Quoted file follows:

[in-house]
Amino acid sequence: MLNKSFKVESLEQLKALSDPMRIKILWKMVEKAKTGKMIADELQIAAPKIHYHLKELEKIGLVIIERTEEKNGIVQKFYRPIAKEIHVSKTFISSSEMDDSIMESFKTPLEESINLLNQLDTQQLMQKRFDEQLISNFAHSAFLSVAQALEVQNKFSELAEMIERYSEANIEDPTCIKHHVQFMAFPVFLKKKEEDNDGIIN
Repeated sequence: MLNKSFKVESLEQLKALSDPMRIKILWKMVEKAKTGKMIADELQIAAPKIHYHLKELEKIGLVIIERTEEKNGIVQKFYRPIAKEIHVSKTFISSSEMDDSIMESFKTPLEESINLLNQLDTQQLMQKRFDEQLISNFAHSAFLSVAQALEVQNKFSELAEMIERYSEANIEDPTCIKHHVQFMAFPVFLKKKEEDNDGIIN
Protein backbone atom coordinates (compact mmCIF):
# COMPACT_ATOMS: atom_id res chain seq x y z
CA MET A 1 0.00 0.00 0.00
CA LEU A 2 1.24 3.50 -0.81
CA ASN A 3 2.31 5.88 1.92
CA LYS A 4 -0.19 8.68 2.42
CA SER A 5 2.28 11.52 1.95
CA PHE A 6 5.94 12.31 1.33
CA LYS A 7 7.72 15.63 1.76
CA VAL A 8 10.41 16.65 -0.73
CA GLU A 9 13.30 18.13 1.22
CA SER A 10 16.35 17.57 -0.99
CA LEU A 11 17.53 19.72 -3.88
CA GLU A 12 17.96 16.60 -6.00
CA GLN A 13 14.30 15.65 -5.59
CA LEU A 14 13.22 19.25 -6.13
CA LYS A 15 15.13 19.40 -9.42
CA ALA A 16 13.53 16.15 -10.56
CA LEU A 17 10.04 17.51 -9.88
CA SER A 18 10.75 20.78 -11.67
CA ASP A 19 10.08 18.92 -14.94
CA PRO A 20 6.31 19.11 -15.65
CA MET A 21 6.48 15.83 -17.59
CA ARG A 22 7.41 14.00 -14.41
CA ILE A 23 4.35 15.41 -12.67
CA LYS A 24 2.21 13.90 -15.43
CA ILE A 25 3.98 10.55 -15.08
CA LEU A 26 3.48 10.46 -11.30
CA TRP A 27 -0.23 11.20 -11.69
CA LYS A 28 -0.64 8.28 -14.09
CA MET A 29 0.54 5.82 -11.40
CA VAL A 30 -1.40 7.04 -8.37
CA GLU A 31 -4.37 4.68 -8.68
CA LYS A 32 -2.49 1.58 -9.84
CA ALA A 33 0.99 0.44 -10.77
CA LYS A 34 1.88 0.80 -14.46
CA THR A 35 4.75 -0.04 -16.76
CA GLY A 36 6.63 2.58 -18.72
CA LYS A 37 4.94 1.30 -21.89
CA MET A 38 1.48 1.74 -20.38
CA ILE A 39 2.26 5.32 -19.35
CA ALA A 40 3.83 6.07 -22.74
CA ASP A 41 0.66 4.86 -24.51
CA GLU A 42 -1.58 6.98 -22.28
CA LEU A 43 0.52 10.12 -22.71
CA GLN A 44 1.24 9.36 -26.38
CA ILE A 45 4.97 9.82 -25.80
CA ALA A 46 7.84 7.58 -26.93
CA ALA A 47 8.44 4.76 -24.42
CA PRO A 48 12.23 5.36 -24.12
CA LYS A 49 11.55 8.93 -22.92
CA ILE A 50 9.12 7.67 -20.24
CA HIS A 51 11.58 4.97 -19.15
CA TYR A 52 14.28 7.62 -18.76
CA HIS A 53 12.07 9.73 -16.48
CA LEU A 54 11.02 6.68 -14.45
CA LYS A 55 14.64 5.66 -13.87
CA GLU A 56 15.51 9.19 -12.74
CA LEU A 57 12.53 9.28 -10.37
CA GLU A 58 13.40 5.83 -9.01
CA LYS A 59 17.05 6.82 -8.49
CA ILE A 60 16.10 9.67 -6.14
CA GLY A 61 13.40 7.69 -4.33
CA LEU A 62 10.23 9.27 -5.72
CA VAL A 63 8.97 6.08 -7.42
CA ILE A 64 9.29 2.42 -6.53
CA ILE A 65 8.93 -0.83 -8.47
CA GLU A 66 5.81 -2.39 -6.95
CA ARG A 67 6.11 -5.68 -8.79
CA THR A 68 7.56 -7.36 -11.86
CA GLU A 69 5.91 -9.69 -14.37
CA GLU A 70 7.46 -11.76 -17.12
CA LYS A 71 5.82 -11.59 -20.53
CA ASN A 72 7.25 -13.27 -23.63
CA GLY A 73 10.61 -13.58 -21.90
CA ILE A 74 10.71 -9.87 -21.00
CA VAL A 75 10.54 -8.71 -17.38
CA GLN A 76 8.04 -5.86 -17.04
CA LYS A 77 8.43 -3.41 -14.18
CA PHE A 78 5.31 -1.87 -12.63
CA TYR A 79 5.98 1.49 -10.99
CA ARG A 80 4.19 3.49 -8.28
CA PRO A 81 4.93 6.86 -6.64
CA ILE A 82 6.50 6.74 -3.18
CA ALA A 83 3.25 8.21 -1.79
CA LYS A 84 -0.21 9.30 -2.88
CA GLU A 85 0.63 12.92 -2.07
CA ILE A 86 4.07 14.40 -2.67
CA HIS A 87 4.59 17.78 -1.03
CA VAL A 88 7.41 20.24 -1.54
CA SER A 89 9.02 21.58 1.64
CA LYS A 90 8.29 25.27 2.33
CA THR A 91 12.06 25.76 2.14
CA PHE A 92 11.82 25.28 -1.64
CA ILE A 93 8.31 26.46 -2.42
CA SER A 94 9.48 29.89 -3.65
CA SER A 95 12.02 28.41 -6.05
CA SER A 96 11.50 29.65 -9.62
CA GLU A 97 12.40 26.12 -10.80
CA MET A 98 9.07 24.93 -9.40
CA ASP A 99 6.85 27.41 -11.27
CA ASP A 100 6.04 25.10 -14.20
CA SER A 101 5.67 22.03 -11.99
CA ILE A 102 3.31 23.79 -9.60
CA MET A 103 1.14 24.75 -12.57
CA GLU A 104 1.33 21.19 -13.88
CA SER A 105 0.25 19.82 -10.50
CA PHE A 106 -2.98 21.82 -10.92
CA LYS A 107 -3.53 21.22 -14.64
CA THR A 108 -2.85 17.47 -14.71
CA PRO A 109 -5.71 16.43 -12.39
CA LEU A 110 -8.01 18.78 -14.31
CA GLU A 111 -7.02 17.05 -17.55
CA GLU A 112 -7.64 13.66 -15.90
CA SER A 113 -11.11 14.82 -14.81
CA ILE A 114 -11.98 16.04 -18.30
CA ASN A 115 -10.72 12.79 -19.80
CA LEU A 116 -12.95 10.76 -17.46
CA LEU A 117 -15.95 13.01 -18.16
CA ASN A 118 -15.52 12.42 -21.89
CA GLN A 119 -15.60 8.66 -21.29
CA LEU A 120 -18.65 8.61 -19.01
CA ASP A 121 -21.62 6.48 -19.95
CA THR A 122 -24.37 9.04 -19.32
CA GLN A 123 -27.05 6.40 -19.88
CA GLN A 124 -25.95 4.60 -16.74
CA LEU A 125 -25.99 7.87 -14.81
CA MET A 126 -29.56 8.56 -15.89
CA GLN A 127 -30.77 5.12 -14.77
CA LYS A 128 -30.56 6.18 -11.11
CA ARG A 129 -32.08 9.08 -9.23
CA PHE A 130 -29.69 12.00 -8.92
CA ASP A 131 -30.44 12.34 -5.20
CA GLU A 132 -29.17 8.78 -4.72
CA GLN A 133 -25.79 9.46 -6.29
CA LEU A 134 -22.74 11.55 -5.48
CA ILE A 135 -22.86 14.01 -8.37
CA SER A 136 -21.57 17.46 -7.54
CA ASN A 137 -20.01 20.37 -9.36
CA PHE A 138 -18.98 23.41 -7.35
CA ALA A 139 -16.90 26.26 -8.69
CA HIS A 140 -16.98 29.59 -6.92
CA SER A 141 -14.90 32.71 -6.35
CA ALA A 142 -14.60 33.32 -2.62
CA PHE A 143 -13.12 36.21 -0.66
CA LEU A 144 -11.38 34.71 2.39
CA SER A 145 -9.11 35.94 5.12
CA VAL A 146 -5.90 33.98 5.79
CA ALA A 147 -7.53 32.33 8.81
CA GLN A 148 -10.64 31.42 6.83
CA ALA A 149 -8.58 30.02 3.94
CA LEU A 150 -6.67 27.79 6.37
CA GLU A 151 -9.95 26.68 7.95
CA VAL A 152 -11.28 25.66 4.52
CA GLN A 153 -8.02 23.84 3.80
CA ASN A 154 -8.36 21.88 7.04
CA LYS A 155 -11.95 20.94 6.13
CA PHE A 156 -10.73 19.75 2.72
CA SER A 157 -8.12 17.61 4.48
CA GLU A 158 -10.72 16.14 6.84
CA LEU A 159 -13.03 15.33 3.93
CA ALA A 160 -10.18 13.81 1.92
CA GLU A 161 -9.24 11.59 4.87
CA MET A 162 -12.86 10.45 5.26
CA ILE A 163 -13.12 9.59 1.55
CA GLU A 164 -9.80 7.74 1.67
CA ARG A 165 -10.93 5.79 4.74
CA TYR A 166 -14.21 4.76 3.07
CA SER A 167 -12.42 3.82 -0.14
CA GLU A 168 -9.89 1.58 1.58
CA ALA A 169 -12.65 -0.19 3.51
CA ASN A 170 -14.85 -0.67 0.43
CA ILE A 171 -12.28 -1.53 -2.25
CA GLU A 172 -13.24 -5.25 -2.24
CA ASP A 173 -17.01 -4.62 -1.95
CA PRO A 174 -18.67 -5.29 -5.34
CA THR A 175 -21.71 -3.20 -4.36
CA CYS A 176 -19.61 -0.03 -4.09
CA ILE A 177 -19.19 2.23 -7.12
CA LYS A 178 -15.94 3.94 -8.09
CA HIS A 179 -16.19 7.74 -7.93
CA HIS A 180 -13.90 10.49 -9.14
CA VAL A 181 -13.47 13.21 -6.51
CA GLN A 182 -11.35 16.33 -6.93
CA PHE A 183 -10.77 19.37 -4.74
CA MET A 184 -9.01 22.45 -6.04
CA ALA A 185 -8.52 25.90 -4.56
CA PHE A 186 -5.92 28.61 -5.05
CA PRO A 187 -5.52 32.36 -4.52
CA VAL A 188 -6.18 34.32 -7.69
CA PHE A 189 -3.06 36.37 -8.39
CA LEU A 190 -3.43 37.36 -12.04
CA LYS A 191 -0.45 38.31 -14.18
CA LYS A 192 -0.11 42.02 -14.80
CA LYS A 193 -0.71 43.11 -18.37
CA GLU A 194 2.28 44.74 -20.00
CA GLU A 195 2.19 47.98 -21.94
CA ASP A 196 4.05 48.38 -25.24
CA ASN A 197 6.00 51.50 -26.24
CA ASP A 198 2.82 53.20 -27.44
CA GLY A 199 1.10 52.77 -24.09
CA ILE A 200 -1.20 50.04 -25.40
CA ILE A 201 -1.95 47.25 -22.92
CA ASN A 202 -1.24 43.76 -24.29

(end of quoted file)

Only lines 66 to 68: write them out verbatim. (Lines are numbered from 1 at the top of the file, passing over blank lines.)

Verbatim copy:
CA GLY A 61 13.40 7.69 -4.33
CA LEU A 62 10.23 9.27 -5.72
CA VAL A 63 8.97 6.08 -7.42